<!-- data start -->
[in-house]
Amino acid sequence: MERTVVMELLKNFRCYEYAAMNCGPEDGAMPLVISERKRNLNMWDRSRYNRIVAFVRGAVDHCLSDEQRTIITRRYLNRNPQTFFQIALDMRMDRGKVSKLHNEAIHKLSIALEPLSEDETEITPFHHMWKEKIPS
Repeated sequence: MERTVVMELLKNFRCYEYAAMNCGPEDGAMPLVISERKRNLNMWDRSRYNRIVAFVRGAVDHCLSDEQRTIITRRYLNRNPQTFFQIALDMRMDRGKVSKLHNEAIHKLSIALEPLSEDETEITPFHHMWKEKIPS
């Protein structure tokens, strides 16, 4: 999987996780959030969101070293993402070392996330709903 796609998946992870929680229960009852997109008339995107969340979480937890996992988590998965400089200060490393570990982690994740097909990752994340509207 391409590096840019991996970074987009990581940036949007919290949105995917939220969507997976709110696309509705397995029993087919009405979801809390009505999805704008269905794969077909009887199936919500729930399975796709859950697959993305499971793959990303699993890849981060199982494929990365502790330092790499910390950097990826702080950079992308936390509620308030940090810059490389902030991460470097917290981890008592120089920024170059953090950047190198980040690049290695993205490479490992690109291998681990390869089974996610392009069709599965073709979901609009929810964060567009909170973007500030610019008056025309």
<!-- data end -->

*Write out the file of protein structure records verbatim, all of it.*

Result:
[in-house]
Amino acid sequence: MERTVVMELLKNFRCYEYAAMNCGPEDGAMPLVISERKRNLNMWDRSRYNRIVAFVRGAVDHCLSDEQRTIITRRYLNRNPQTFFQIALDMRMDRGKVSKLHNEAIHKLSIALEPLSEDETEITPFHHMWKEKIPS
Repeated sequence: MERTVVMELLKNFRCYEYAAMNCGPEDGAMPLVISERKRNLNMWDRSRYNRIVAFVRGAVDHCLSDEQRTIITRRYLNRNPQTFFQIALDMRMDRGKVSKLHNEAIHKLSIALEPLSEDETEITPFHHMWKEKIPS
């Protein structure tokens, strides 16, 4: 999987996780959030969101070293993402070392996330709903 796609998946992870929680229960009852997109008339995107969340979480937890996992988590998965400089200060490393570990982690994740097909990752994340509207 391409590096840019991996970074987009990581940036949007919290949105995917939220969507997976709110696309509705397995029993087919009405979801809390009505999805704008269905794969077909009887199936919500729930399975796709859950697959993305499971793959990303699993890849981060199982494929990365502790330092790499910390950097990826702080950079992308936390509620308030940090810059490389902030991460470097917290981890008592120089920024170059953090950047190198980040690049290695993205490479490992690109291998681990390869089974996610392009069709599965073709979901609009929810964060567009909170973007500030610019008056025309």